Thursday, October 27, 2022

Five Children's Books #1

Today I will be highlighting Five Children's Books.
I will give you my rating and a short review per book.

Let's dive right in!

It's September 11, 2001. Brandon, a 9-year-old boy, goes to work for the day with his dad . . . at the World Trade Center in New York City. When two planes hit the towers, Brandon and his father are trapped inside a fiery nightmare as terror and confusion swirl around them. Can they escape -- and what will the world be like when they do? In present-day Afghanistan, Reshmina is an 11-year-old girl who is used to growing up in the shadow of war, but she has dreams of peace and unity. When she ends up harboring a wounded young American soldier, she and her entire family are put in mortal danger. But Reshmina also learns something surprising about the roots of this endless war.

Age: 12+
This is one of those moments in history where almost every person remembers where they were when they heard the news. I see more children in The Netherlands nowadays who have no clue what happend on 9/11. This is such a gripping book to tell the story of that black day. Told from the perspective of two very different children, a must read!

Rick's never questioned much. He's gone along with his best friend Jeff even when Jeff's acted like a bully and a jerk. He's let his father joke with him about which hot girls he might want to date even though that kind of talk always makes him uncomfortable. And he hasn't given his own identity much thought, because everyone else around him seemed to have figured it out. But now Rick's gotten to middle school, and new doors are opening. One of them leads to the school's Rainbow Spectrum club, where kids of many genders and identities congregate, including Melissa, the girl who sits in front of Rick in class and seems to have her life together. Rick wants his own life to be that ... understood. Even if it means breaking some old friendships and making some new ones.

Age: 11+
A beautiful story that is so, so important. A book with believable and relatable characters. Super educational in terms of the LGBTQ+ community and the use of pronouns. I loved every second of this book.

Narwhal is a happy-go-lucky narwhal. Jelly is a no-nonsense jellyfish. The two might not have a lot in common, but they do they love waffles, parties, and adventures. Join Narwhal and Jelly as they discover the whole wide ocean together. A wonderfully silly early graphic novel series featuring three stories. In the first, Jelly learns that Narwhal is a really good friend. Then Narwhal and Jelly form their own pod of awesomeness with their ocean friends. And finally, Narwhal and Jelly read the best book ever—even though it doesn't have any words ... or pictures!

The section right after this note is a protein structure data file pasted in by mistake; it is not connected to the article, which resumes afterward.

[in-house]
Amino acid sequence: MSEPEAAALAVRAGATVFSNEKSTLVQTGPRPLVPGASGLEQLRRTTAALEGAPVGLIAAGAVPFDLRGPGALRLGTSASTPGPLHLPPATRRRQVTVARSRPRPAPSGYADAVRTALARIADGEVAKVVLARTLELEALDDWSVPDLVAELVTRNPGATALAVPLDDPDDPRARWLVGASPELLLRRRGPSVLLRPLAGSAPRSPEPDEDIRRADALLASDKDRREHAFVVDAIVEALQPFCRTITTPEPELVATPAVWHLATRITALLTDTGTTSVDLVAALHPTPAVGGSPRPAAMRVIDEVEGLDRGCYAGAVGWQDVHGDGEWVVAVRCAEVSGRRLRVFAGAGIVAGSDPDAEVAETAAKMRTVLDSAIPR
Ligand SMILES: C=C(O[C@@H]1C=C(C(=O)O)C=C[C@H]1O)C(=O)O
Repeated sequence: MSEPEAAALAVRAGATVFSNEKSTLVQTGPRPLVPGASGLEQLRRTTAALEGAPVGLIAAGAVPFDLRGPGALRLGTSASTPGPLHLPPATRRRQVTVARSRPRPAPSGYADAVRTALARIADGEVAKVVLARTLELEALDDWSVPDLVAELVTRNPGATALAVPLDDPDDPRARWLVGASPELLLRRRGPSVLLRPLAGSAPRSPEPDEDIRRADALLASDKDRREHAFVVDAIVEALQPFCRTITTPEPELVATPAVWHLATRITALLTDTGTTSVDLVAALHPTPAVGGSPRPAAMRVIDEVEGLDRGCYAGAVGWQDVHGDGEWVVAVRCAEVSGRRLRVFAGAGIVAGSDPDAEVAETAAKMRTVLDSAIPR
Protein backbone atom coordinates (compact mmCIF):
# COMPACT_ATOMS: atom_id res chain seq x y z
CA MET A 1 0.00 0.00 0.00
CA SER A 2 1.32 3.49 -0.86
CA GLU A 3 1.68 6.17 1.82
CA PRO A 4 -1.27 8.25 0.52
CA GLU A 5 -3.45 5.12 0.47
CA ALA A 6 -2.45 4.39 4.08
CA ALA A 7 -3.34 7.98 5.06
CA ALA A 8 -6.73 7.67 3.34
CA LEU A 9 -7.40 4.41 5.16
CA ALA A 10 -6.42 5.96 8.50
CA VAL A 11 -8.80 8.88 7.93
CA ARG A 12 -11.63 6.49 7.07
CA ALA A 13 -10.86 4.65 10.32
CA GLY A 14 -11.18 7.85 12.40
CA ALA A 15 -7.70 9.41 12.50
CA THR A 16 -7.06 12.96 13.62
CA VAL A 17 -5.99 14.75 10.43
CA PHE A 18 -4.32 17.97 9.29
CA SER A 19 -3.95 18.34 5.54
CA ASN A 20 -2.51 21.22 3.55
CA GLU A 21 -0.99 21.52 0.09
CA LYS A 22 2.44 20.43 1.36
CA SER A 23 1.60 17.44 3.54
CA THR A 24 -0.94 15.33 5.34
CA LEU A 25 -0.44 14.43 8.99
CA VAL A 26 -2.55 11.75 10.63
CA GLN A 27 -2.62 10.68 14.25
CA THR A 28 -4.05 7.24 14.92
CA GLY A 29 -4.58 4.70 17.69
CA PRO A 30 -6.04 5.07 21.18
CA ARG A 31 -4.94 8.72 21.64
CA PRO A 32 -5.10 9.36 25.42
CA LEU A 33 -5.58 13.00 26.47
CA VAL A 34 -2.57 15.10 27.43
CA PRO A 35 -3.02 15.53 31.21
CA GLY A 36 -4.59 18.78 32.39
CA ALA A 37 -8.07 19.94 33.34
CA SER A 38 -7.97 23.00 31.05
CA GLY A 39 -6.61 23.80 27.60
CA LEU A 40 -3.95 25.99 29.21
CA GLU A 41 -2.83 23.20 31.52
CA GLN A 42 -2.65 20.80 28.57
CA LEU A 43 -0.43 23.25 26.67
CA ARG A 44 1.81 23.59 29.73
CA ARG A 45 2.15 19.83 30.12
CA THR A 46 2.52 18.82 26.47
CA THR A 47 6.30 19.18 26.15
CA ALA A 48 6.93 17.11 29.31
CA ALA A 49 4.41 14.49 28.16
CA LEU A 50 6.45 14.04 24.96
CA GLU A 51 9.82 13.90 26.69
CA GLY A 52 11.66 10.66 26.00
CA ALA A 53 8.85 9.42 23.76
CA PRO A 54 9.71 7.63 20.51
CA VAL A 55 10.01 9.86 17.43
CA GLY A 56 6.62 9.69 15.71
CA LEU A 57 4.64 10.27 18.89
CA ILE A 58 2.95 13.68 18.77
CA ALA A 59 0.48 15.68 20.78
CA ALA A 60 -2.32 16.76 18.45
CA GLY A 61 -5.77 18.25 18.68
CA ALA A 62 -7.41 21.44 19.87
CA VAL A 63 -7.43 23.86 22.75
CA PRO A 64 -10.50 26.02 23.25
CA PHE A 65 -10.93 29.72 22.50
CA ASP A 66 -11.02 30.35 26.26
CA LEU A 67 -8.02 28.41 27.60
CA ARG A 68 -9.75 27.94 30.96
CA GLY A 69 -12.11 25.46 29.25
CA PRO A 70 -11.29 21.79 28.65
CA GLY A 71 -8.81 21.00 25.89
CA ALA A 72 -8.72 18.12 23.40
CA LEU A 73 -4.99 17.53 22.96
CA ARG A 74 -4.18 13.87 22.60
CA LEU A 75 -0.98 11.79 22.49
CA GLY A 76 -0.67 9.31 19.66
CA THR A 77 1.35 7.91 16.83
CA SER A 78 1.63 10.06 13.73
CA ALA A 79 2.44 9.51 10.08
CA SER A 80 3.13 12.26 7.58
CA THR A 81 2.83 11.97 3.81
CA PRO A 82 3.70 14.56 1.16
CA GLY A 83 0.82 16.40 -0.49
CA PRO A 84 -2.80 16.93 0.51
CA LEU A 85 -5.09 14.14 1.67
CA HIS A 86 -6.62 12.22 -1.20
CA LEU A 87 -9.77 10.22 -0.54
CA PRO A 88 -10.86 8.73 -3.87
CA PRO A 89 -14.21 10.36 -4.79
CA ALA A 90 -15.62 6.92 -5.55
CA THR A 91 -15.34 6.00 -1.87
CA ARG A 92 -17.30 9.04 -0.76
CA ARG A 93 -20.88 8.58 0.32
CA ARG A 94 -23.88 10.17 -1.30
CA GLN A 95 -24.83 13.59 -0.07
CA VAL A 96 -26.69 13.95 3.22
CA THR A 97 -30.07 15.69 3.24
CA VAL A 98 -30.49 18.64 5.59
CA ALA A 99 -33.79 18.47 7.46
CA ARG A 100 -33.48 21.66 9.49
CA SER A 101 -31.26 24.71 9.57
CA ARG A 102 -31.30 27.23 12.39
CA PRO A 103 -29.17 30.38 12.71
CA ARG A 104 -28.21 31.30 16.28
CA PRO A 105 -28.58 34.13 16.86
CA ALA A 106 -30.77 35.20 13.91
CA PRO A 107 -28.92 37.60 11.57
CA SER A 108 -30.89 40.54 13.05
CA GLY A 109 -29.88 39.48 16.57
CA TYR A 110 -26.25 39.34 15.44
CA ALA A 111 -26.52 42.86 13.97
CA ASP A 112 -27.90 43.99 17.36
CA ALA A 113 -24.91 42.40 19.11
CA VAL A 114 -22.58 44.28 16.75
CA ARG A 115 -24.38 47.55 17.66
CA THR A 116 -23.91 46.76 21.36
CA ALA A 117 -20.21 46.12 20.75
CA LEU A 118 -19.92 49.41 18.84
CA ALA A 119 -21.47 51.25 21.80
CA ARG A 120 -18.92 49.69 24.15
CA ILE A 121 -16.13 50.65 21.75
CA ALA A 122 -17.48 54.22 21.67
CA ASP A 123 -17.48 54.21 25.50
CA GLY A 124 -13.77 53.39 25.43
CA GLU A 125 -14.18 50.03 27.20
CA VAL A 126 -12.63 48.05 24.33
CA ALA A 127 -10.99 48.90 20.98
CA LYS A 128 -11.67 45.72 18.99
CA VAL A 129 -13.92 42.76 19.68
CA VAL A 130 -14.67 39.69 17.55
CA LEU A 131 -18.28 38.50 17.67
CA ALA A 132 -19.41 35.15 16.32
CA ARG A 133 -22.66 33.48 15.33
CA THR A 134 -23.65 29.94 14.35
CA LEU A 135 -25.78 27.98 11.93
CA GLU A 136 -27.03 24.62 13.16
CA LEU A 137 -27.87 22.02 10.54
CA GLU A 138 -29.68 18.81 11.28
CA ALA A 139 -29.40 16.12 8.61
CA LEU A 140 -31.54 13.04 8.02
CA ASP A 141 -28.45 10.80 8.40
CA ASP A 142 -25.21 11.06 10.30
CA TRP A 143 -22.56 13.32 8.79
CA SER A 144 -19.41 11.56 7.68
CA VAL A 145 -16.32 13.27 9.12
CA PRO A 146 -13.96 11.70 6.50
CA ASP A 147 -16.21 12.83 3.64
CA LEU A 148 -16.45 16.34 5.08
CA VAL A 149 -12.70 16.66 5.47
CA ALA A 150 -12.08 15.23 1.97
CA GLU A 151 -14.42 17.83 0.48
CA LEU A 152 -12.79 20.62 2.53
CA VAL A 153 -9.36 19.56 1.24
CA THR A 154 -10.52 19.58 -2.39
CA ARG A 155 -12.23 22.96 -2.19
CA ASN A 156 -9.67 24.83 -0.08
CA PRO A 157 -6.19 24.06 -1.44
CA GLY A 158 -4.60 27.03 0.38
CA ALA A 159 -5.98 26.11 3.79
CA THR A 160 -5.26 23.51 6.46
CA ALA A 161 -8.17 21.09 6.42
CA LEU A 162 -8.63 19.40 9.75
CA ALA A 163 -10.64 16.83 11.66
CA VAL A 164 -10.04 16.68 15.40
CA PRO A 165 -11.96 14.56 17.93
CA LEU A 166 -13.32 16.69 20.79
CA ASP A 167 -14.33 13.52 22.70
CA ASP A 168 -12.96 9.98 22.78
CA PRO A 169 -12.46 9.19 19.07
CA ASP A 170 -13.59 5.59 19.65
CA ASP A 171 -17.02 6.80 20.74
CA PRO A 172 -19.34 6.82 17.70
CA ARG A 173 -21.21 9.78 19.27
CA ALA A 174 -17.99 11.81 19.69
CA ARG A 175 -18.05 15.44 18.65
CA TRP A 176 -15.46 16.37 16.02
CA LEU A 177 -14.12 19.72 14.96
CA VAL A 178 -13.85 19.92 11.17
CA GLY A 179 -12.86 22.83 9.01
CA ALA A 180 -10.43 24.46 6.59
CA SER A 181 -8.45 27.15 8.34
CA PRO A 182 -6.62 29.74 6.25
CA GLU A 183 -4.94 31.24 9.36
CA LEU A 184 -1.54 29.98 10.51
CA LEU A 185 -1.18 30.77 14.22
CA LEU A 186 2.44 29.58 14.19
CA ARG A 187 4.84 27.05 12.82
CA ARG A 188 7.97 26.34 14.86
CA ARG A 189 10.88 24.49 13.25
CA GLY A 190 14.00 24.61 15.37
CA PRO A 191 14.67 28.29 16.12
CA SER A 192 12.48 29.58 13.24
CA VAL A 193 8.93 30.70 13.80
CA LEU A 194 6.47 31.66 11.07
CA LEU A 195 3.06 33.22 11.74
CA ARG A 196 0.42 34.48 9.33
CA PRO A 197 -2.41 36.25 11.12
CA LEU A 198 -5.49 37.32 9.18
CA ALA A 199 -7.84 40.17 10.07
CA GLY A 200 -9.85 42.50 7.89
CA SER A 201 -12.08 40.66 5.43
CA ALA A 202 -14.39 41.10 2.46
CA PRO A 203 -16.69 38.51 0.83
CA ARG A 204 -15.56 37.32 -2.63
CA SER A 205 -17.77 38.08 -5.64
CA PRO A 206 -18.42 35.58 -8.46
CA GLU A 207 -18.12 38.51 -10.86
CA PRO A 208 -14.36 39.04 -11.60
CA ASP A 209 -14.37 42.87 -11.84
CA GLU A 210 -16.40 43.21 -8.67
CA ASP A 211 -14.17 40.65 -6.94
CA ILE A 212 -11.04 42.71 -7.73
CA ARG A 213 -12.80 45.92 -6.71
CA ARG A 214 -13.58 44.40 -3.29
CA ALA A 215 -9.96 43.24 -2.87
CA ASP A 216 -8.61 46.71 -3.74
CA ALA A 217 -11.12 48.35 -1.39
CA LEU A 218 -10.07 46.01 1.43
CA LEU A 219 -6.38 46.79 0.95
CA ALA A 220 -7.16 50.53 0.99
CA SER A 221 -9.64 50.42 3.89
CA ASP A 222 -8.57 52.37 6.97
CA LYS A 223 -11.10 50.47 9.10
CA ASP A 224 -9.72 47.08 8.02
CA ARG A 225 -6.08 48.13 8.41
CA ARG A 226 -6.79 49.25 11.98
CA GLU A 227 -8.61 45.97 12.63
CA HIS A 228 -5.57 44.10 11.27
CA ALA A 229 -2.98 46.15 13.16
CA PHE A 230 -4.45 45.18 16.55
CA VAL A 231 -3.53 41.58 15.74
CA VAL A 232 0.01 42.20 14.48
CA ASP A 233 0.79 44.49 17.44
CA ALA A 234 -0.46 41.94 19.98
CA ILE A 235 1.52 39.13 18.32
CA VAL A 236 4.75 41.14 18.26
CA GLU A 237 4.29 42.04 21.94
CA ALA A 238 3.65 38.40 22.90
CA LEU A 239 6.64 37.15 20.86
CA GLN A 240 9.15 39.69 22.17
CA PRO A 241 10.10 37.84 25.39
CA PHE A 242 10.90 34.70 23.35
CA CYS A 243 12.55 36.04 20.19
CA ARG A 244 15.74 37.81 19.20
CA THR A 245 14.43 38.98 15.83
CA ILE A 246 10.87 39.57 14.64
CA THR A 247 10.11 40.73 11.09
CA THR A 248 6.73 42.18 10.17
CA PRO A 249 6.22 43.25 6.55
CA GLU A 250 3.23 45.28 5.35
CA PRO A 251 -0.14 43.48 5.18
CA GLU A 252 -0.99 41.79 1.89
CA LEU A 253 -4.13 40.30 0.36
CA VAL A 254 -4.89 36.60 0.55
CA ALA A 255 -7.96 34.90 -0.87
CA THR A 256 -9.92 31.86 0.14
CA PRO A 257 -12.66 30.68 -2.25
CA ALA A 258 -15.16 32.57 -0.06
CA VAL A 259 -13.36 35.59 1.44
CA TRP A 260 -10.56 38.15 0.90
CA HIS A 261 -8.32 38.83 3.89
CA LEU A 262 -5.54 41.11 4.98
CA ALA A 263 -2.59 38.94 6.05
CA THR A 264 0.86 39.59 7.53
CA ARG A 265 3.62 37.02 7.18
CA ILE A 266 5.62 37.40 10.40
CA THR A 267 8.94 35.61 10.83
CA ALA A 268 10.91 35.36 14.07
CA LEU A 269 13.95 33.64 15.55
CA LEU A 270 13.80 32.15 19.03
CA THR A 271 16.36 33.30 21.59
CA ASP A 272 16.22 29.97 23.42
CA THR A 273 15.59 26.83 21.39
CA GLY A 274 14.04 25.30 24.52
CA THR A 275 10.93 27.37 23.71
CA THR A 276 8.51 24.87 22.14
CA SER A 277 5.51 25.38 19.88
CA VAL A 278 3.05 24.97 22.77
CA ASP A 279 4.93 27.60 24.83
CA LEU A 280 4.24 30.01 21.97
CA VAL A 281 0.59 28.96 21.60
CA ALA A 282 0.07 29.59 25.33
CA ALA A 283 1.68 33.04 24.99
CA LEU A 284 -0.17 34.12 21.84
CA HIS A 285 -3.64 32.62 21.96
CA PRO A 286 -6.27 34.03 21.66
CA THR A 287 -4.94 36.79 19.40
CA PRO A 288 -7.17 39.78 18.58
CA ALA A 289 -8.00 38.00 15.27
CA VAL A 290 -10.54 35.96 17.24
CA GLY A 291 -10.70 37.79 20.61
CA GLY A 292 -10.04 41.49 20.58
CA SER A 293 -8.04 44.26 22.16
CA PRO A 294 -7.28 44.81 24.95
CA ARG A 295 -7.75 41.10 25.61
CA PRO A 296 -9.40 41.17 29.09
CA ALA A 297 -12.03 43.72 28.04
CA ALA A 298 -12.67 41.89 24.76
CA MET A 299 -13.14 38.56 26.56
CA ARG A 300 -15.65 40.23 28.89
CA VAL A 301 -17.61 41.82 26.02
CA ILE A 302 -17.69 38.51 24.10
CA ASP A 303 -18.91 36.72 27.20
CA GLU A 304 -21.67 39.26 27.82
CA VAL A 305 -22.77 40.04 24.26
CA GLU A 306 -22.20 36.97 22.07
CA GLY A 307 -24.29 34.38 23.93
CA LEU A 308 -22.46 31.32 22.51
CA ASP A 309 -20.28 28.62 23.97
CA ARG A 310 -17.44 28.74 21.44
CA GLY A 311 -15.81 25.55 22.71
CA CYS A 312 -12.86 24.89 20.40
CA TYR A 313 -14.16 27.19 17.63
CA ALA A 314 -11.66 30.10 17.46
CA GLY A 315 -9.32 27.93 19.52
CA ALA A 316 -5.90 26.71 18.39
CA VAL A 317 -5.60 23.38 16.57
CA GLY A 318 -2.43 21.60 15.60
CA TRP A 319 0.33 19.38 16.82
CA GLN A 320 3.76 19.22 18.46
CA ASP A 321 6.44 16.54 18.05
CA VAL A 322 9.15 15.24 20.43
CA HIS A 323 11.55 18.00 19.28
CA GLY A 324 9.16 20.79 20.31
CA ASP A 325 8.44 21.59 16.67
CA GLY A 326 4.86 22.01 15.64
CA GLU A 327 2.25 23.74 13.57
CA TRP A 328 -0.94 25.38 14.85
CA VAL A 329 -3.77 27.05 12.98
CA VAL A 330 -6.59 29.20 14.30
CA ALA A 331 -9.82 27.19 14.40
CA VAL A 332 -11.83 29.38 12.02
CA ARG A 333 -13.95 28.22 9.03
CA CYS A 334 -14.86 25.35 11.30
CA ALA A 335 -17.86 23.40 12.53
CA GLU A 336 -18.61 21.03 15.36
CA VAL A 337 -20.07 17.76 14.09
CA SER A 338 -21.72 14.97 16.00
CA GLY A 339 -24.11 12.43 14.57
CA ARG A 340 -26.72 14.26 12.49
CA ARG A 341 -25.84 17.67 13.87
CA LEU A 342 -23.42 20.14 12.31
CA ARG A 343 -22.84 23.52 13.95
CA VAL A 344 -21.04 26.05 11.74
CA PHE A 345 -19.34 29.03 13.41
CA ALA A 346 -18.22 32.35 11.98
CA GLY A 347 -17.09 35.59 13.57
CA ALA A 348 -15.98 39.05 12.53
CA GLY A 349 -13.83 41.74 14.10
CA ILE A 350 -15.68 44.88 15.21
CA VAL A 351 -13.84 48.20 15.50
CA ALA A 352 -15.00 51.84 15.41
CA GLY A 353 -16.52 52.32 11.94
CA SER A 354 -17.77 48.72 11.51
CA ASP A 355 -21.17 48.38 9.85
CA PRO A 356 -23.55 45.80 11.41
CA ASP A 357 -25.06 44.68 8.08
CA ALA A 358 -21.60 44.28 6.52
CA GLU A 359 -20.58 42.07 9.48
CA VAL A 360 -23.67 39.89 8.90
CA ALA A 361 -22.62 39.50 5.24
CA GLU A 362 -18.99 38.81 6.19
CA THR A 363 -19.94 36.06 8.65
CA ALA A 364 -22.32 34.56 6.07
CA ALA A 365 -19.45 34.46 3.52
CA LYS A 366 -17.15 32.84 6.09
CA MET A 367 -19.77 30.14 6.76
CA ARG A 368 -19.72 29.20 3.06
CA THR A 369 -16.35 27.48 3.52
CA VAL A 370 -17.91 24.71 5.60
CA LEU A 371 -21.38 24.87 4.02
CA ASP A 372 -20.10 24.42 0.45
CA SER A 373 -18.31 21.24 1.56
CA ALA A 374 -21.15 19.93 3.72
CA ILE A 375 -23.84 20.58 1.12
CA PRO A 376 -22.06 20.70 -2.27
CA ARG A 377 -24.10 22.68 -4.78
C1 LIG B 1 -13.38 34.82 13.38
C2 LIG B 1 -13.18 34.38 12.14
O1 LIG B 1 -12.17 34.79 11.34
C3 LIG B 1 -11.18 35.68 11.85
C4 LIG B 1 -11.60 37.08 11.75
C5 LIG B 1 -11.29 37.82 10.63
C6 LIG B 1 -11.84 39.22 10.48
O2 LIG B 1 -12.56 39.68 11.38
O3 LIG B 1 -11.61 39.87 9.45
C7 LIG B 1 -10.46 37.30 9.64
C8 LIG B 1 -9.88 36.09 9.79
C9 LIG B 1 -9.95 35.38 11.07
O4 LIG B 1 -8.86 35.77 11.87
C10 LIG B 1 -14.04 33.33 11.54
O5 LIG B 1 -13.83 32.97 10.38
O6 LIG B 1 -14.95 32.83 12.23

Age: 8+
A funny story, with cute pictures. Not a book with a big message or long story. I did feel a bit underwhelmed, I feel that this is not a groundbreaking book that will make Children read more and I enjoyed it for the 15 minutes that it lasted, but was not sad to move on to the next book.

Archie Crumb is having a tough time. Picked-on at school, picked last for any team; his home has been sad and quiet since Dad left and his luck feels like its run out. But things start looking up when Archie bumps his head and literally sees stars: his favourite famous football player standing in front of him, granting him nine wishes. This is INCREDIBLE! Unlimited ice cream, a whole day of eating pizza and playing on the X-Box, revenge on the bullies, becoming the star player in a televised football tournament: finally, all his dreams can come true! Will Archie wish his way to happiness? Or will he realise that magic wishes may be wonderful, but only he has the true power to change his life?

Age: 10+
First of all: LOOK AT THIS COVER. I love it. The way of opening chapters in this book was very original. Such a heartwarming read, that I couldn't put down. This book does contain some harsh subjects like bullying and depression, but it never felt dark.

Lonny is a lifeling. He has the power to heal any living creature and bring it back from the dead. But he pays a price for this gift – by lengthening the creature’s life, he shortens his own. So Lonny has to be careful, has to stay hidden in the forest. Because if people knew what he could do, Lonny would be left with no life at all…

Age: 11+
I highly enjoyed the world Applebaum has created in this book. I think the dilemma of the main character was very strong in this book as well.. Lonny wants to live, but does that mean hiding from the real world, or take all the risks and live life like he wants it? I had no clue where the story would take me and was very shocked (and happy) about the ending. I thought it was beautiful.

Does one of these books grab your attention?

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~ Esther